How to grow vegetables in pots
Even if you've got a small garden you can still grow your own vegetables in pots and containers. Remember to give your crops at least 6 hours of sunlight a day and you'll be enjoying homegrown vegetables in no time! Follow these top tips and learn how to grow your own vegetables in pots.
TOP CONTAINER GROWING TIPS:
Avoid strictly north-facing spaces.
- Containers are best started off in March.
- Don't let containers dry out - keep them moist at all times.
- Make sure your containers are large enough.
- Replace crop compost once a year.
What to grow The compatability of each edible plant with container growing is seasonal.
You can grow almost any crop in pots. The most important thing is to have large enough containers and not to let them dry out completely. Remember:
Good pot fillers include summer herbs like basil, chives, oregano and tarragon, and winter herbs like rosemary, thyme and sage, all ready to be snipped off and used to transform your cooking with fresh flavours. Also well suited to pot growing are baby lettuce leaves of all sorts plus rocket, baby chard, mustard and pak choi taking about three weeks from sowing to eating.
There are certain seeds, plants and root stocks specifically adapted for containers, so these are the best ones to look for.
Splashing out on ceramic pots will soon clean out your bank account, especially large pots.
Any container will work, as long as it has drainage. Large tins, tubs and buckets work a treat - just remember to pierce holes in the bottoms.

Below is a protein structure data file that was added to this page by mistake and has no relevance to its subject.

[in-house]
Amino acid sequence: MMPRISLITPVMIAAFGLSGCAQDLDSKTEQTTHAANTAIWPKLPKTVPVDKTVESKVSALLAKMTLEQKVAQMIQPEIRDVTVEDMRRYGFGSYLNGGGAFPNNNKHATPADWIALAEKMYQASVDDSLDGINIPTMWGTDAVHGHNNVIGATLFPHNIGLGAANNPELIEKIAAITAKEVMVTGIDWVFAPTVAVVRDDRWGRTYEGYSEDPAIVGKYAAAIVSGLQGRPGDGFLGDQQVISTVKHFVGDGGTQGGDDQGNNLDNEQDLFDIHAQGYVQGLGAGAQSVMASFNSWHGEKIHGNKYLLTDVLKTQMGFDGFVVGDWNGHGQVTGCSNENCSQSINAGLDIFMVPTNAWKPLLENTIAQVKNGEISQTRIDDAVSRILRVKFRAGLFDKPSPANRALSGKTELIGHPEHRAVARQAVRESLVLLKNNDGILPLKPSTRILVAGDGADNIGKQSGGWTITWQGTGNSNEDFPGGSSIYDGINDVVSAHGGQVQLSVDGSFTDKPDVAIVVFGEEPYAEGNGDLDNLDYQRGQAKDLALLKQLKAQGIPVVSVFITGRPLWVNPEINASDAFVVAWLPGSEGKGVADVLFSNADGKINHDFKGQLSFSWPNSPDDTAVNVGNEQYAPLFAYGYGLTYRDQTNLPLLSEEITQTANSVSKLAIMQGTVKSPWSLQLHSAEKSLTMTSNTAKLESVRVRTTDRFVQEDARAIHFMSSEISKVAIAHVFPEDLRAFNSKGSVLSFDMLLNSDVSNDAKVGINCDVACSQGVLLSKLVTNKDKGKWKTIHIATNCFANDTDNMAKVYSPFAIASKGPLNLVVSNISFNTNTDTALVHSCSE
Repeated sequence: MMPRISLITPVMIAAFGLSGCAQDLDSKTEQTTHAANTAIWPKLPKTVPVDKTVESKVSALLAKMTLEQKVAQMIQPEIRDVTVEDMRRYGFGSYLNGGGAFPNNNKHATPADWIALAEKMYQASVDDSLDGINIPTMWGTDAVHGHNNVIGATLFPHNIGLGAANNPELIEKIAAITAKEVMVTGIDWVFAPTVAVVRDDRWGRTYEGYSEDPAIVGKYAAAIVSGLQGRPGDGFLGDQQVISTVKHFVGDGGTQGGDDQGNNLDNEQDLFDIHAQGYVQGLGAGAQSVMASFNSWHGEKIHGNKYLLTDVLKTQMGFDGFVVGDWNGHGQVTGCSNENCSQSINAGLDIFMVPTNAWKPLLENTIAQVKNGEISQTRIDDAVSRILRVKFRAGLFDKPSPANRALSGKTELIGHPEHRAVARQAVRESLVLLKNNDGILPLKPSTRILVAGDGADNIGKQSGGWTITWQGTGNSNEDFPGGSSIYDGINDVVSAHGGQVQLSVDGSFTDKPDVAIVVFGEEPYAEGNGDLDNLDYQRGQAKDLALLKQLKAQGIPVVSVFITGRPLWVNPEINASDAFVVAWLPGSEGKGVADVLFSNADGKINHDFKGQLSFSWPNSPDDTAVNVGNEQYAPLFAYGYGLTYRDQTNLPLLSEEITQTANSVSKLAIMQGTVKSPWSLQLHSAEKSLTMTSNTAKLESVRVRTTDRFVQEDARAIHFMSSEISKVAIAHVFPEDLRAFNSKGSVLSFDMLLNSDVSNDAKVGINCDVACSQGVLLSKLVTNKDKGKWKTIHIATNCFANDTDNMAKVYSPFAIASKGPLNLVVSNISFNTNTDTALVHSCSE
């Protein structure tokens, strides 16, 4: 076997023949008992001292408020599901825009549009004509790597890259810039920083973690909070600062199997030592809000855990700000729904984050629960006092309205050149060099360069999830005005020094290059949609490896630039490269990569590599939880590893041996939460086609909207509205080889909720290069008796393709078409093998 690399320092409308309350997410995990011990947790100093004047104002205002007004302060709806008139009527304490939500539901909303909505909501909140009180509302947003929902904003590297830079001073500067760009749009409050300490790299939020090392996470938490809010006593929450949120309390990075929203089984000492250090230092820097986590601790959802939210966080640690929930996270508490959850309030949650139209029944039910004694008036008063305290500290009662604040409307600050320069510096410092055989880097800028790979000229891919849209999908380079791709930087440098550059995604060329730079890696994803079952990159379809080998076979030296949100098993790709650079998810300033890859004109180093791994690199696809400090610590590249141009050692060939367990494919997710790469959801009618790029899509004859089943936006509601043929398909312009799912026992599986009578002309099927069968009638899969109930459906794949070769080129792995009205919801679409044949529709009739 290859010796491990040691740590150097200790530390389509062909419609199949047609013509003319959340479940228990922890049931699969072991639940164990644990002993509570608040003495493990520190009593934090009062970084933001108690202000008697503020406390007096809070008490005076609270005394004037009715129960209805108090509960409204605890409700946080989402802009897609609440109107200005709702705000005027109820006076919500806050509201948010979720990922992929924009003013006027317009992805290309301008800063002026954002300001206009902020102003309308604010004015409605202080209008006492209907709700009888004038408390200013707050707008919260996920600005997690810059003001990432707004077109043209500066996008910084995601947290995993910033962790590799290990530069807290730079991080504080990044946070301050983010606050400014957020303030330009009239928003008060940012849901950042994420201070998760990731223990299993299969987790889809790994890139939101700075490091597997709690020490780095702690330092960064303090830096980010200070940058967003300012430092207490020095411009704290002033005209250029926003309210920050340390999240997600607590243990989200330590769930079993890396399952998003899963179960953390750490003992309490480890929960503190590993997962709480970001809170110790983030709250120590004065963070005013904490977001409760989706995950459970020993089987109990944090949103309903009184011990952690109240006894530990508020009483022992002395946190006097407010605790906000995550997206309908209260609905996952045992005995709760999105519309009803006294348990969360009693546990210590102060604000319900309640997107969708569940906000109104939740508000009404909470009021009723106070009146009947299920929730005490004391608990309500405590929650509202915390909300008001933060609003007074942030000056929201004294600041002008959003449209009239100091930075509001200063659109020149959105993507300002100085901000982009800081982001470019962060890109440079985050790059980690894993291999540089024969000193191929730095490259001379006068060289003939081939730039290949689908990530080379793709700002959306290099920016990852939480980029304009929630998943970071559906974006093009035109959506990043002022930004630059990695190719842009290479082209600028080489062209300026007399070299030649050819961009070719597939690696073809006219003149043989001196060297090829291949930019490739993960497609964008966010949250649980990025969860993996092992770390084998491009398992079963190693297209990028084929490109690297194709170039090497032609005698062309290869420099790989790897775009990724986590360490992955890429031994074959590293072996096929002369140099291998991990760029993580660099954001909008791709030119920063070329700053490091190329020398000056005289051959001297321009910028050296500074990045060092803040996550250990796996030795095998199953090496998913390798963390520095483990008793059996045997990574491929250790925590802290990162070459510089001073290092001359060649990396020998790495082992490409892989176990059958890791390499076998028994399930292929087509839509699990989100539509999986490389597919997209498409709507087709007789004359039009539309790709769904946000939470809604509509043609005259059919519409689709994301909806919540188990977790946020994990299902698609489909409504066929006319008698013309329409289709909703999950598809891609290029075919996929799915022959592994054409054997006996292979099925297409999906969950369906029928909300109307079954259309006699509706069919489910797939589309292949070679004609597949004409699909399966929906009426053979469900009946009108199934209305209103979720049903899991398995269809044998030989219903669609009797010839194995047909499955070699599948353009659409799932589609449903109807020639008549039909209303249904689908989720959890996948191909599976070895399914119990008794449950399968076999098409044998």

If all you have is a window sill, you can still make it a viable growing space. South, or semi-south-facing, are best.
Providing your window opens upwards and not outwards, an outside window ledge provides space for rectangular pots that can sit securely on the ledge.
An inside window sill, or even a table or countertop, provides a good surface for pots.
Thorough watering is paramount.
Depending on how many containers you have, nothing beats a hose for a speedy dose of water.
But, where gentle watering is required, such as for seedlings and young plants, a large capacity watering can - with a rose to create a gentle shower - works well.
A good economy option is an old bottle with a cap – just stab a few holes in the cap and shake a shower of water over your plants.
Container growing advantages
There are relatively fewer pests, especially birds, city foxes and squirrels.
Living in close proximity to your containers is also an advantage as your edibles are immediately accessible and maintenance is minimal
Crop rotation is irrelevant for container growing, whereas for annual crops, the potting compost must be replaced every year and the containers cleaned or replaced to avoid disease.
Adapted from New Urban Farmer by Celia Brooks Brown, £8.98 (Quadrille), at Amazon.